G7 to Focus on Syria Foreign Fighters after Brussels Attack
Leaders of the Group of Seven powers are hoping to draw up plans Wednesday on how to guard against the threat of attacks by European jihadists returning home from fighting in the Syrian civil war, diplomats said.
In the wake of a fatal shooting at the Jewish Museum in Brussels just days ago, British and French diplomatic sources said the matter would be raised when G7 leaders kick off a two-day summit with talks over dinner.
"They will discuss counter-terrorism, the issue of foreign fighters and the threat they pose to our national security," said a British source.
The issue would be mentioned in the leaders' joint communique that will be issued after the summit, another diplomatic source told AFP.
The gunman suspected of the May 24 attack in Brussels, who killed three people outright and left a fourth clinically dead, spent more than a year fighting in Syria for the Islamic State of Iraq and the Levant, or ISIS, a breakaway faction of Al Qaeda.
The incident "is opening eyes" to the threat posed by the potential return of hundreds of well-trained and highly politicized volunteer fighters, said a senior EU diplomat.
Europe can expect further "small-scale attacks" like the Brussels shooting, the EU's anti-terror chief Gilles de Kerchove said this week.
"I don't expect another 9/11," he said. "I don't expect a major sophisticated attack."
But with more than 2,000 Europeans in Syria or on their way there, receiving military training and becoming more radicalized, the Brussels attack was "very, very worrying" for Europe's future security, he said.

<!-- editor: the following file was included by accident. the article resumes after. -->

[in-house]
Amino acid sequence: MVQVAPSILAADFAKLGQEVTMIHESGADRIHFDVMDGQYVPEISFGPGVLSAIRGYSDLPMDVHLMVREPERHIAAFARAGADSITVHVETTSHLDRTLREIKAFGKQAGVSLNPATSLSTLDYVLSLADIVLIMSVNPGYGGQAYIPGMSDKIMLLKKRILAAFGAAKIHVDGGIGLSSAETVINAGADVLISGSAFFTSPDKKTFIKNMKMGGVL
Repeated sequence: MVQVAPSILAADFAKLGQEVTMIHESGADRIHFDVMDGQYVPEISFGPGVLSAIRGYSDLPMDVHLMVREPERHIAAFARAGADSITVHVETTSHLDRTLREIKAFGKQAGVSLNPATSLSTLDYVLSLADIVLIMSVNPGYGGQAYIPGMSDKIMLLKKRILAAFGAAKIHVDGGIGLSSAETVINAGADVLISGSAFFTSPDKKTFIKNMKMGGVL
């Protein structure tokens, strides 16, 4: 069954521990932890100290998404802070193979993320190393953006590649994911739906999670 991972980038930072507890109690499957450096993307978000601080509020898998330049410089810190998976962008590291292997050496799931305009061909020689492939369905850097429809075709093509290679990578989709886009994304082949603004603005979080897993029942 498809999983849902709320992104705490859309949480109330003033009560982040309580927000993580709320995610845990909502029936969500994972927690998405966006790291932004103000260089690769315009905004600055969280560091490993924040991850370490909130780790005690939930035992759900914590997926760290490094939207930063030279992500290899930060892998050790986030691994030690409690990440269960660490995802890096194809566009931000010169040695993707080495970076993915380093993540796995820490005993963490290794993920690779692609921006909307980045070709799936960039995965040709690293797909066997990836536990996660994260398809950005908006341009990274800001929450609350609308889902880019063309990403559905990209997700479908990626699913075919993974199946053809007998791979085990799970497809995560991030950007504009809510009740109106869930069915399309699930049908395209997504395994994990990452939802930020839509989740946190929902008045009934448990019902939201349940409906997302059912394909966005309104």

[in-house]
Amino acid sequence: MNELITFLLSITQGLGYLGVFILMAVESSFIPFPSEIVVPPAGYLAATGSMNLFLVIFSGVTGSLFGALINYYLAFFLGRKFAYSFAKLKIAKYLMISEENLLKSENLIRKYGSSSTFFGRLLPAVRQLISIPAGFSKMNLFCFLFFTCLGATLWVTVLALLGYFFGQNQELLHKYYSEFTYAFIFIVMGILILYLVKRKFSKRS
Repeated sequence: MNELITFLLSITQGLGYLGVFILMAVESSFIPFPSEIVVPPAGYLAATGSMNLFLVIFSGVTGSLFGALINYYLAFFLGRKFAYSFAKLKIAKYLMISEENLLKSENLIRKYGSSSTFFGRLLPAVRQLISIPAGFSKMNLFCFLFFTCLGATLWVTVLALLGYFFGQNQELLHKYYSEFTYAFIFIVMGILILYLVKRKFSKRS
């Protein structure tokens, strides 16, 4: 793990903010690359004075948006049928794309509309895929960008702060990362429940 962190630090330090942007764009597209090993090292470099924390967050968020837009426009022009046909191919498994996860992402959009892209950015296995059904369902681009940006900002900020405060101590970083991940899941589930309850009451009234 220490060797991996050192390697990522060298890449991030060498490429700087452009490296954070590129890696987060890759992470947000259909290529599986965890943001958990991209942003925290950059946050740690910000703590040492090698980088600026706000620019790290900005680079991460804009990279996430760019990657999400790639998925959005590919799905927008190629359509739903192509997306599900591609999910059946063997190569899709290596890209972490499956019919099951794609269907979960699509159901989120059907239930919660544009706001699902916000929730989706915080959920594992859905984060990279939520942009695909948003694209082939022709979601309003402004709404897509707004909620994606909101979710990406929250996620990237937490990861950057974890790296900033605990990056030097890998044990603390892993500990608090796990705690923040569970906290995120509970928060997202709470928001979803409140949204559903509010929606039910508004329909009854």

On Thursday, home affairs ministers from seven European nations are to meet in Luxembourg to discuss ways to step up action in face of the threat.
Though long rejected by the European Parliament, one idea will be to agree a European Passenger Name Record (PNR) system, enabling countries to swap data on all airline passengers that notably would help trace would-be terrorists.
The 29-year-old Frenchman, Mehdi Nemmouche, being held in custody on suspicion of the Jewish Museum attack, returned to Europe via Thailand and Malaysia, landing in Germany.
On Saturday, his lawyer announced that he would be fighting extradition to Belgium.
Talks about introducing a PNR system were "always on the table but it of course has been brought into sharp relief given the arrest and the events in Brussels," said a diplomat.
"We have seen a tragic example of how having a PNR would have helped."